5 Things You Need to Know About Student Loan Deferment and Forbearance

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The plan when you went off to college was to earn your degree, find a great job after graduation, and start your amazing career. Well, things don't always go the way we plan and after less than a year at your dream job, you find yourself on the wrong side of job cuts. It can be difficult making ends meet while looking for a new job because you have obligations like a car payment and student loans.

The good news is that during this time, it's possible to temporarily pause your student loan payments until you get back on your feet. Applying for a student loan deferment or forbearance will not stop interest from accruing, but it will keep your loans in good standing.

What is Deferment?

A student loan deferment can be used to temporarily postpone your payments. You may qualify for an unemployment deferment request while you are looking for a new full-time job. If you have a subsidized loan, the government pays the interest on your loan during the deferment. If you have an unsubsidized or private loan, you are responsible for the interest that accrues.

Borrowers also can request a student loan deferment when they return to school to finish their degree or to attend graduate school. Active military service, Peace Corps, and disability may also qualify for deferments.

Check each of your loans carefully to know your options for deferment. Unpaid interest that accrues during the deferment period will be added to the principal balance. That may increase your scheduled monthly payments in the future.

What is Forbearance?

If you do not qualify for deferment, you may apply for a forbearance. If you qualify, your loan payments will be temporarily reduced or stopped. Forbearance is usually granted in three to six-month increments, possibly up to a year. During forbearance, interest will continue to accrue for subsidized, unsubsidized, and private loans. Like deferment, that could result in higher payments down the road.

However, a forbearance period can be just the breathing room you need to get back on your feet and resume making regular student loan payments. Always contact your loan servicer immediately if you are having trouble making your student loan payments.     

Is Forbearance or Deferment Right for Me?

If you are returning to school or lost your job, then requesting a deferment or forbearance can help you make ends meet on a short-term basis. But remember, there are limits to how much time a deferment or forbearance will last. If you aren't eligible for a deferment or forbearance or have been in them too long, remember that there are repayment options that you could consider, that may reduce payments as well.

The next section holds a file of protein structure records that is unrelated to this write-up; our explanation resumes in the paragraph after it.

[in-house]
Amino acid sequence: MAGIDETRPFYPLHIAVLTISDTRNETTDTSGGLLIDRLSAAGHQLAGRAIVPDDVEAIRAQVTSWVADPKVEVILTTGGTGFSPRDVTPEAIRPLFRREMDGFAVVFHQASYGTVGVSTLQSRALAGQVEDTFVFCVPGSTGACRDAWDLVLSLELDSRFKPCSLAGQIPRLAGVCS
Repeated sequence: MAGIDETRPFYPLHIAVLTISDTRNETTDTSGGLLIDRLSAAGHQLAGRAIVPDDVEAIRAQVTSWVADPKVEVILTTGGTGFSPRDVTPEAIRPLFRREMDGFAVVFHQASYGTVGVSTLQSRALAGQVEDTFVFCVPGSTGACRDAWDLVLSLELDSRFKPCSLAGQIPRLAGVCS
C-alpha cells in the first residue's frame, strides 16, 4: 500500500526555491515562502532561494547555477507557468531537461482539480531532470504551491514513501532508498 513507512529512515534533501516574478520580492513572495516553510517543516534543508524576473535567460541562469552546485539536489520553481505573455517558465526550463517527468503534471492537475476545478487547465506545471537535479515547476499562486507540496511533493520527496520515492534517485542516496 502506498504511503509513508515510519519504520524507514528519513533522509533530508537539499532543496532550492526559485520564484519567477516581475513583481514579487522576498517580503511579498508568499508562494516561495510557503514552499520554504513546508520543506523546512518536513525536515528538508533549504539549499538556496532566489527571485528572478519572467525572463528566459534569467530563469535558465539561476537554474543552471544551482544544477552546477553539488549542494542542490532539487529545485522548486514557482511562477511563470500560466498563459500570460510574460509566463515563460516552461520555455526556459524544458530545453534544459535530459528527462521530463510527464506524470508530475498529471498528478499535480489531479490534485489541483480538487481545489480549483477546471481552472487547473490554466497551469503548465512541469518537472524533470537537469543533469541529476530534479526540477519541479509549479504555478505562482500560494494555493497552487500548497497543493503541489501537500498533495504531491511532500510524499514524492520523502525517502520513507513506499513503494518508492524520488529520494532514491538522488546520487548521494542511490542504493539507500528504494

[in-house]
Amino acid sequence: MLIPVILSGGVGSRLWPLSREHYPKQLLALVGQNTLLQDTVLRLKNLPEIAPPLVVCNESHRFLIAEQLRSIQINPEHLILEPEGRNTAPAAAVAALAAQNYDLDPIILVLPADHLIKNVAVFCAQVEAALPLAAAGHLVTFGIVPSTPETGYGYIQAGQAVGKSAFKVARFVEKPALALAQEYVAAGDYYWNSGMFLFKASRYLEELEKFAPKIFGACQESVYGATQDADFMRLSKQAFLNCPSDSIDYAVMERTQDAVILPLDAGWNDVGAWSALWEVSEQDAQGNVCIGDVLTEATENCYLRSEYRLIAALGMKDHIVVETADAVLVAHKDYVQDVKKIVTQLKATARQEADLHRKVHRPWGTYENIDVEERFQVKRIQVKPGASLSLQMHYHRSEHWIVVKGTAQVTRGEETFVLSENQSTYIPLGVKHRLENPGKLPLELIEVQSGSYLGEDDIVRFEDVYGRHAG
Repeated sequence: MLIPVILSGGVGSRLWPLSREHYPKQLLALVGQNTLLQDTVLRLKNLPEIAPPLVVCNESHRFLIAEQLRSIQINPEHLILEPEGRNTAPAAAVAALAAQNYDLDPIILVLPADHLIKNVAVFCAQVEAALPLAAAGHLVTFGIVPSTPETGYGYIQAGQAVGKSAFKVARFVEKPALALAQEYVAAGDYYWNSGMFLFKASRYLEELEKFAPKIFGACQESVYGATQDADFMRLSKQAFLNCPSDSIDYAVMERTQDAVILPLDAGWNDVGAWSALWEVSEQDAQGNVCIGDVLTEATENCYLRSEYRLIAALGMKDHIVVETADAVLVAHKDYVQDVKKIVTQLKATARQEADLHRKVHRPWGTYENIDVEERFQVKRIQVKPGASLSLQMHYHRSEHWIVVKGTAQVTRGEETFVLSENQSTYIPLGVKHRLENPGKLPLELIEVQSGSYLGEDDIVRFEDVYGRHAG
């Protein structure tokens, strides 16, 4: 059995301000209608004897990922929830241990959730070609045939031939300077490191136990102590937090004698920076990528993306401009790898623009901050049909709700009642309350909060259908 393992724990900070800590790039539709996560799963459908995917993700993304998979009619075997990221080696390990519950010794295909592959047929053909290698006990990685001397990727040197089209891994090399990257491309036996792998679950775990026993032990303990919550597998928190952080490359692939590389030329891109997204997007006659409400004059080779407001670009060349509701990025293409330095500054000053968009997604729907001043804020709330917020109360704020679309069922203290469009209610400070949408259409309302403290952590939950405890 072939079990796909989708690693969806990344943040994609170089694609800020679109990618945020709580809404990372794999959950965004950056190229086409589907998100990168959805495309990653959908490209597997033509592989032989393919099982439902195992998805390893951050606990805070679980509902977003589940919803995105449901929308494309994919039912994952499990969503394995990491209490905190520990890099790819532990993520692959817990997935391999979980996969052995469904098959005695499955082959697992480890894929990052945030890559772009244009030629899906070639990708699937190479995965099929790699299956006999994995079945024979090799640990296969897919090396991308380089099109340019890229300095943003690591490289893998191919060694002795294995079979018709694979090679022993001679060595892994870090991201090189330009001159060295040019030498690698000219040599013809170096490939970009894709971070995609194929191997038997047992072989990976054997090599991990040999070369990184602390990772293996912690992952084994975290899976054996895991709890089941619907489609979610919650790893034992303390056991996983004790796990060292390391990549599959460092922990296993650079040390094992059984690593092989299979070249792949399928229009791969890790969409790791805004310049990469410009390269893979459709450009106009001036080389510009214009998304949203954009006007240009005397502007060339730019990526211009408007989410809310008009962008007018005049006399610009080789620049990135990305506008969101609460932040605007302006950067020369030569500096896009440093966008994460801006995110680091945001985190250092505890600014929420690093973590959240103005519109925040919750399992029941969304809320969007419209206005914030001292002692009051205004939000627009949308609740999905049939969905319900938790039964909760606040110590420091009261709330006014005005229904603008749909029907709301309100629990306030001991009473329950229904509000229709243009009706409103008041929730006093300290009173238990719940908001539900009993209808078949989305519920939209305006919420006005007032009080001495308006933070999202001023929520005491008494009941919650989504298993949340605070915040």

Deferment and forbearance are short-term solutions. In both situations, you could end up with higher monthly payments because the accrued interest is added to your principal loan amount.

For borrowers who are right out of college, when money is tight, it may seem tempting to put a hold on your student loan payments. However, the first thing you should do is look at all your monthly expenses.  Figure out where you can adjust to meet your financial goals.

Do I Request a Deferment or Forbearance?

Depending on whether you have federal or private loans, the process to apply for a deferment or forbearance may be different for each loan. Deferment requests are usually made over the phone or in writing. Check with your lenders to understand their guidelines. You may have to submit additional documentation, depending on your reasons for requesting help with your student loan payments.

Will a Deferment or Forbearance Hurt My Credit Score?

Student loan deferment and forbearance will not hurt your overall credit score, but they will be noted on your credit reports. Your credit score will be affected if you fall behind on your payments before applying for a deferment or forbearance. Remember to keep making payments during the application process.

There is no denying the value of your college education. Studies show that people with college degrees earn more than non-college grads. So the benefits of your college degree will far outlast the time it may take to repay your student loans. However, help is available if you find yourself temporarily unable to make your student loan payments.

NC Assist Loans help students achieve their college dreams by bridging the gap between the cost of higher education and the amount received from other financial aid. NC Assist Loans are offered by College Foundation, Inc. (CFI), a North Carolina-based nonprofit lender. By borrowing from CFI, you are supporting career and college outreach programs that strengthen the economy of the state of North Carolina. 

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